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Female artist tackles the global climate change crisis
Mangrove Labyrinth, 2018 – Variable dimensions marine rope, steel, resin, burned Japanese paper and latex paint.

NORTH MIAMI, FLA.- The Museum of Contemporary Art North Miami is presenting the exhibition “Tracing the Red Thread,” by distinguished South Florida-based artist Mira Lehr, Sept. 6 – Nov. 4, 2018. The multimedia, museum-wide installation reflects Lehr’s eco-feminist philosophy, the concept of mankind working with nature rather than dominating over it. Lehr uses the classical myth of Ariadne to explore the beauty, fragility and interconnectedness of the endangered aquatic ecosystem of the South Florida coast.

In Lehr’s mesmerizing installation, two and three-dimensional works evoke dense thickets of mangroves, the dangerous beauty of jellyfish and the ethereal luminosity of the coral reef. Lehr creates a mysterious world whose seductive beauty reminds us not only of the gifts that nature gives us, but of the importance of preserving them for the future generations.

Comprised of a variety of multimedia works, “Tracing the Red Thread” focuses on climate change and environmental issues as a major factor facing mankind today. The exhibition draws on the lessons Lehr learned six decades ago working with Buckminster Fuller on his “World Game Project.” As Lehr learned in her work with Fuller, the earth must be seen as a unified island within the oceans so one is made aware of the interconnectedness of all life.

The exhibition’s works include:

· Paintings, Resins and Ignited Works: These works, created with ignited gunpowder and fuses, burned and dyed Japanese paper, and acrylic, demonstrate the close relationship between destruction and creation. The largest of these works is a monumental 40-foot long mixed-media piece.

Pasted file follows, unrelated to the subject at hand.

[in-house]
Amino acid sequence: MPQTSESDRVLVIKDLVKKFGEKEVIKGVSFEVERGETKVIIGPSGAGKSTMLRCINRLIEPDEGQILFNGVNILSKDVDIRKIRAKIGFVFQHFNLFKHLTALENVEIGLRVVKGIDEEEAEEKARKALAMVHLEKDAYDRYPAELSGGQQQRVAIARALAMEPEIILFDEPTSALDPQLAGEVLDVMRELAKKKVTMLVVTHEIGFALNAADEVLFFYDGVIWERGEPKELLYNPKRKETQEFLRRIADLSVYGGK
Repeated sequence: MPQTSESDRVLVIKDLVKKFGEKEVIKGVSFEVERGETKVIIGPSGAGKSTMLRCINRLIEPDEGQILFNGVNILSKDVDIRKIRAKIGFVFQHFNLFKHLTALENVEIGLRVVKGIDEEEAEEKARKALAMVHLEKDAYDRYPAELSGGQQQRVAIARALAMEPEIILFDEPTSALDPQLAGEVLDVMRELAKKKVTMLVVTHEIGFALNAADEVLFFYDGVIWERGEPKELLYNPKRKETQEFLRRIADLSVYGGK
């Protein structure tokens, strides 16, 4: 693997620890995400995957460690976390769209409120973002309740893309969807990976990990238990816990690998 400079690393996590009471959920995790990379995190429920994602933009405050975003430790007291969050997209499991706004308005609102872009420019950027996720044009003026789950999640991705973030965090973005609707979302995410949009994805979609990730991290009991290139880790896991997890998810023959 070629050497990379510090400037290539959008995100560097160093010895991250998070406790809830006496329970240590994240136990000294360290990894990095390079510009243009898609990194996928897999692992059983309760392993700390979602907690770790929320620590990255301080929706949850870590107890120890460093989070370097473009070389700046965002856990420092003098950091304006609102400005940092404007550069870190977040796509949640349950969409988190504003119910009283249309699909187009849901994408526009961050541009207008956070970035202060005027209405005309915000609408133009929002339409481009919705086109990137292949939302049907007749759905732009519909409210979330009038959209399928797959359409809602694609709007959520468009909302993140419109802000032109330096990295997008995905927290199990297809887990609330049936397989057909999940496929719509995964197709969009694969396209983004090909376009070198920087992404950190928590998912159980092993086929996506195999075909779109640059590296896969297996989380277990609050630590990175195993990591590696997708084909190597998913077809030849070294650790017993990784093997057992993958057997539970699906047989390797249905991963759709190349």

· Mangroves: Eight towering root systems made of marine ropes with steel armatures have been suspended from the ceiling in MOCA’s main gallery. The viewer will travel beneath them as a way to experience a unique ecosystem particular to our subtropical coastlines.

· Jellyfish: Approximately 50 pieces, composed of resin on Plexiglas, have been hung from the ceiling, surrounding the viewer, and casting shadows and mysterious ocean vistas along the walls. The “jellyfish” represent the underside of beauty, alluring but contains hidden danger.

· Mixing Currents: This installation of halide light bulbs, shaped like an ocean wave, illuminates the room and surrounds the viewer in an infinity of light. Projections of water on reflecting coral walls enhance the idea of man’s efforts to restore coral reefs to the oceans.

· Buckminster “Bucky” Fuller Room: In this reading room, visitors will be able to read the book Lehr created after she had studied with the visionary Buckminster Fuller. Images from the book and special hand-woven rugs created in Nepal are on the walls.

· Art to Wear: This is the first time Lehr’s jewelry, which is made with the resin technique utilized in her murals, has been publicly shown and available for purchase in the MOCA store. The jewelry reflects the nature-based imagery of her work.

“It is an honor to have Mira Lehr, a Miami icon, whose career spans four decades, showcase ‘Tracing the Red Thread’ at MOCA,” said the Museum of Contemporary Art North Miami’s Executive Director Chana Budgazad Sheldon. “Lehr has influenced a generation of young artists by serving as a mentor and collaborator in the art community. In this intriguing exhibition, Lehr employs her remarkable aesthetic sensibility and considerable technical facility to entice the viewer into a world of fragile beauty.”

Mira Lehr was born in New York but lived much of her life in Miami which has been a big influence on Lehr and her interests in the subtropical environment. As a young female artist in the 1950s and ‘60s, Lehr was at the forefront of abstract expressionism. She co-founded the Continuum Gallery, the first women’s co-op in the Southeast. Now Lehr is known as an eco-feminist who has concentrated on the nurturing of the planet with unique exhibitions that combine both beauty and elegance with a strong message of the vulnerability of the earth.

Lehr works at the intersection of art, nature, science and performance. She has exhibited extensively around the world, including a solo exhibition, “Second Nature,” at Fairchild Tropical Botanic Gardens; the Vizcaya Centennial Award Exhibition “What this Place does not Remember”; and at the Bass Museum, the Pérez Art Museum Miami, the Frances Lehman Loeb Art Center, Vassar College, and the American embassies in Sofia, Bulgaria; Mexico City; and Bucharest, Romania. Lehr’s work is included in the Leonard Lauder Corporate Collection, the Memorial Sloan Kettering Hospitals, in the archives of the Smithsonian Institute and the Getty Research Center.

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